He used to be the handsome Weasley. Birds and blokes liked him on sight, and no one had been surprised that he’d been the one to nab the half-Veela. But Stan looks at Bill. And that’s better than the best sex Bill has ever had.
He knows why he does it.
What he doesn’t know is how it will end.
He thinks about it as he’s lying in bed after Stan’s gone. He often does his best thinking after sex. He made the mistake of telling Charlie about it, and now his brother takes the piss whenever Bill’s name appears in the Prophet for breaking a particularly nasty curse: “Got a leg over last night, eh, Billy boy?”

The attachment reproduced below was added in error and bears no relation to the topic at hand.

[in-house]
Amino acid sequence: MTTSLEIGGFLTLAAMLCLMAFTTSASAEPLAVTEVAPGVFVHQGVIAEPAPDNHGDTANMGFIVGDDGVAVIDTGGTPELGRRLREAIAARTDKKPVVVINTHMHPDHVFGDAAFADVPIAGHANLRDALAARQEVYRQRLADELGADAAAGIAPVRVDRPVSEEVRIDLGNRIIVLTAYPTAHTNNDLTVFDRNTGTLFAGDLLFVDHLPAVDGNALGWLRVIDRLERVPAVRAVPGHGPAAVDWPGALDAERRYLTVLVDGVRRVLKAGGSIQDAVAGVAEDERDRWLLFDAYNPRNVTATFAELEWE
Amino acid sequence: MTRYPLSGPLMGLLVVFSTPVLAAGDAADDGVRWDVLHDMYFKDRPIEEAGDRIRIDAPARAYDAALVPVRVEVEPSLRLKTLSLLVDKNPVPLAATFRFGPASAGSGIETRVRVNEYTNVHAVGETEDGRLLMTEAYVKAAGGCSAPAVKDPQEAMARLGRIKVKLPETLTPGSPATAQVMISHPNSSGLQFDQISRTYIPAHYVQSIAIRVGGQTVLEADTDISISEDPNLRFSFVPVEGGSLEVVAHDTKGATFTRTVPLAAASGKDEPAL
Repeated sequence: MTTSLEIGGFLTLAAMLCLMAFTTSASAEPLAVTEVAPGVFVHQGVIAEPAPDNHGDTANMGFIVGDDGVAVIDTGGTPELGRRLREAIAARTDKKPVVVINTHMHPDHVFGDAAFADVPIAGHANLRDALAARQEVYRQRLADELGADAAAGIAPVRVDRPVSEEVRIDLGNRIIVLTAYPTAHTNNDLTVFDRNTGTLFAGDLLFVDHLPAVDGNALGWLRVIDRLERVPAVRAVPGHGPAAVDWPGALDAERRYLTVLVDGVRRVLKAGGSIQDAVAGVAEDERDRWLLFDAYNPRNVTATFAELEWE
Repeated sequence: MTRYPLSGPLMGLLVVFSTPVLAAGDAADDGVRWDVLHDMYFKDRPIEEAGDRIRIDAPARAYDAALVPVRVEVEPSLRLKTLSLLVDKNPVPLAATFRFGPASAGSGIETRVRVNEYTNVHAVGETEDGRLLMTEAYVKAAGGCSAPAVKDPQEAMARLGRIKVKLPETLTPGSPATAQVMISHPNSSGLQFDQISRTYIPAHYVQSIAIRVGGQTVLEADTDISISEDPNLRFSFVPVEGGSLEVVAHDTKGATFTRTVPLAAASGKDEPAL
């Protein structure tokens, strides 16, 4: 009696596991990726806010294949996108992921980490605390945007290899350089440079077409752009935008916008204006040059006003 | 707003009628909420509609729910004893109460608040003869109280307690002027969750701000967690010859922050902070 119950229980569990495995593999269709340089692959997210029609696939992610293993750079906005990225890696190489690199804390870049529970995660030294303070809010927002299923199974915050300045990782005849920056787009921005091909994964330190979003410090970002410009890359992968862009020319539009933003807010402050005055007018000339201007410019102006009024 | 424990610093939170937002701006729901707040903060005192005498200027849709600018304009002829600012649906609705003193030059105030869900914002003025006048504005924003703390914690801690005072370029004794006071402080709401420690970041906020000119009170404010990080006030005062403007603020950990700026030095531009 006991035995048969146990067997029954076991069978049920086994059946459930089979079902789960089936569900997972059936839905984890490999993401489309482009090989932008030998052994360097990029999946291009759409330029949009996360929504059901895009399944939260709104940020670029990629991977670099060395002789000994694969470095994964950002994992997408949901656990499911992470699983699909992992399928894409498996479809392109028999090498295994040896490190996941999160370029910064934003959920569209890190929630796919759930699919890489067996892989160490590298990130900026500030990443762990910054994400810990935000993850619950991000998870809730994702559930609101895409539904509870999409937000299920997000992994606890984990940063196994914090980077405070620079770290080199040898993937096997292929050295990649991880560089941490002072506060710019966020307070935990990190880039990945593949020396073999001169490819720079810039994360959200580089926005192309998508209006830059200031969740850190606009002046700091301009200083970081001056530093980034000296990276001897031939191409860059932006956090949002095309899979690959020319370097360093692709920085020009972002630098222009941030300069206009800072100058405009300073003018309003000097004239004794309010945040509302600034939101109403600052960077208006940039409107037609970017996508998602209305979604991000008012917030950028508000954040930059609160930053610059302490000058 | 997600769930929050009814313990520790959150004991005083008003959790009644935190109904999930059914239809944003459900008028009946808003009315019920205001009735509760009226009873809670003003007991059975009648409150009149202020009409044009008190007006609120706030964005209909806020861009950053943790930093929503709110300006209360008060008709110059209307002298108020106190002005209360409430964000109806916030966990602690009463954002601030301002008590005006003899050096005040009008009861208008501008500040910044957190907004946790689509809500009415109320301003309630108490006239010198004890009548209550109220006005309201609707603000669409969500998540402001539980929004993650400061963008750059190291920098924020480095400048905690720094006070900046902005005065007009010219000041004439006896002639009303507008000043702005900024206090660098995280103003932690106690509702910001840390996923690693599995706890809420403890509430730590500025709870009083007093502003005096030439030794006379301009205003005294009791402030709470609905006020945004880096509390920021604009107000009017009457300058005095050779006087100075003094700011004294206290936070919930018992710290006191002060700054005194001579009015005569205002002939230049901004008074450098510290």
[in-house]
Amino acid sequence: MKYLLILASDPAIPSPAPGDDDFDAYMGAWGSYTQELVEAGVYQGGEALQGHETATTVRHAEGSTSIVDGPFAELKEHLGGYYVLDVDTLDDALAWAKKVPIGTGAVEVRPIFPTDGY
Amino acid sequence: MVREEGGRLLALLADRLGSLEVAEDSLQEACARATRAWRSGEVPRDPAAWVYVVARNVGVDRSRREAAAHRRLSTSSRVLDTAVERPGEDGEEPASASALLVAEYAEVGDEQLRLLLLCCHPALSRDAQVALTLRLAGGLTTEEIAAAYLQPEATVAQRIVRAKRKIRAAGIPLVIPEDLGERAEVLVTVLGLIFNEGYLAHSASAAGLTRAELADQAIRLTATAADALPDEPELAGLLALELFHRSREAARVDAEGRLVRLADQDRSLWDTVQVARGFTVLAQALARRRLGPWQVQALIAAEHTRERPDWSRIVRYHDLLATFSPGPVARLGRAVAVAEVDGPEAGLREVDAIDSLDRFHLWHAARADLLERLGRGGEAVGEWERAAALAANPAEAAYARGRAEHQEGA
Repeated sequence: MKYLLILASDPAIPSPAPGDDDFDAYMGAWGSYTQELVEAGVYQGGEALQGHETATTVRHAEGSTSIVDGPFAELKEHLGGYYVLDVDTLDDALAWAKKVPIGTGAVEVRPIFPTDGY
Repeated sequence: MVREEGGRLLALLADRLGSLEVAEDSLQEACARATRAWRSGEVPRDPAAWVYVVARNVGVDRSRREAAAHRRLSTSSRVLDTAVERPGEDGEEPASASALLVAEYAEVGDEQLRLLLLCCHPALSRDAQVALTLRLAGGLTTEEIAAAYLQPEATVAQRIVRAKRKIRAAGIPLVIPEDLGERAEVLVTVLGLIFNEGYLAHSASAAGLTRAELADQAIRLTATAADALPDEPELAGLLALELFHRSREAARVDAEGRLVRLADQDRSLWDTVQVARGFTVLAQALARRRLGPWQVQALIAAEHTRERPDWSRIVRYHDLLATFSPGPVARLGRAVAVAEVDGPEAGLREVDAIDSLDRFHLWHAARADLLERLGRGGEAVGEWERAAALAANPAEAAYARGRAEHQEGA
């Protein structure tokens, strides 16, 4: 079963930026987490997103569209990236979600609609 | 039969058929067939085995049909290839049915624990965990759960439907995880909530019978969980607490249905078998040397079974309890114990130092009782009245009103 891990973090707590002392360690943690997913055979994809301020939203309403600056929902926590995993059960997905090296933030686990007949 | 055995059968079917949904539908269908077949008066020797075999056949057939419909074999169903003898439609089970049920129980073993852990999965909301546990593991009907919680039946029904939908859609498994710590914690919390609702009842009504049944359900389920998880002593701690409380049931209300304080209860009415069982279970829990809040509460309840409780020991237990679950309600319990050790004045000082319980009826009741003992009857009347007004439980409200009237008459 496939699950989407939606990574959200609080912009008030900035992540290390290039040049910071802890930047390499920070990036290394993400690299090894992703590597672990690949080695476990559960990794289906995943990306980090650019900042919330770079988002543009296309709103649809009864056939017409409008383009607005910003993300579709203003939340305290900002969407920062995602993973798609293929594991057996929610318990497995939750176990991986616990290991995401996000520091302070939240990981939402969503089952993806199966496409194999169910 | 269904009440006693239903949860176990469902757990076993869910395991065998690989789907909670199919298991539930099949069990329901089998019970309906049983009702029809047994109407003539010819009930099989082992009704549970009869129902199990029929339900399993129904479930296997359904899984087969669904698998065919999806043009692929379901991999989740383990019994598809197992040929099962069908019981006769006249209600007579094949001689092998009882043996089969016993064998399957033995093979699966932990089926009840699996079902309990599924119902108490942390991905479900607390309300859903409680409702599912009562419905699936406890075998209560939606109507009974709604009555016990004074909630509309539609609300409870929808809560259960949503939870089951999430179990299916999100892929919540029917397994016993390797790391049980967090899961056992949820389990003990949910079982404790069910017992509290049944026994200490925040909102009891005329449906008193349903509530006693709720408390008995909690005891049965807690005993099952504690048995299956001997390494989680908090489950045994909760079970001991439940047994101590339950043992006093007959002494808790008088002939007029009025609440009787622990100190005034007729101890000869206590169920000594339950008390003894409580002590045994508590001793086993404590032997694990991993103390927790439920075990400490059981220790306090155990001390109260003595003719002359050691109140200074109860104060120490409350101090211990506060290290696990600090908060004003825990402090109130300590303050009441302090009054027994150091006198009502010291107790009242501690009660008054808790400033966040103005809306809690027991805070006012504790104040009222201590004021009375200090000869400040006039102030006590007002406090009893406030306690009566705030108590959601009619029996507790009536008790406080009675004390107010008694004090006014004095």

He lies there, not bothering to Scourgify the dank sheets, and works out that there are only two possible endings: One, that this will stop quietly and cleanly when Fleur’s mother either recovers or dies and Fleur comes home, or two, they will keep on, finding other ways to meet, and Fleur will inevitably find out. Then it will get very messy, Bill thinks.
It’s a little like breaking a curse, thrilling and terrifying at the same time. Two options—take one, you go on eating your kippers and putting on your trousers in the morning; take the other, and your life implodes. And Bill’s damned if he knows which way it’s going to go.
But he does know why, although it’s no comfort.
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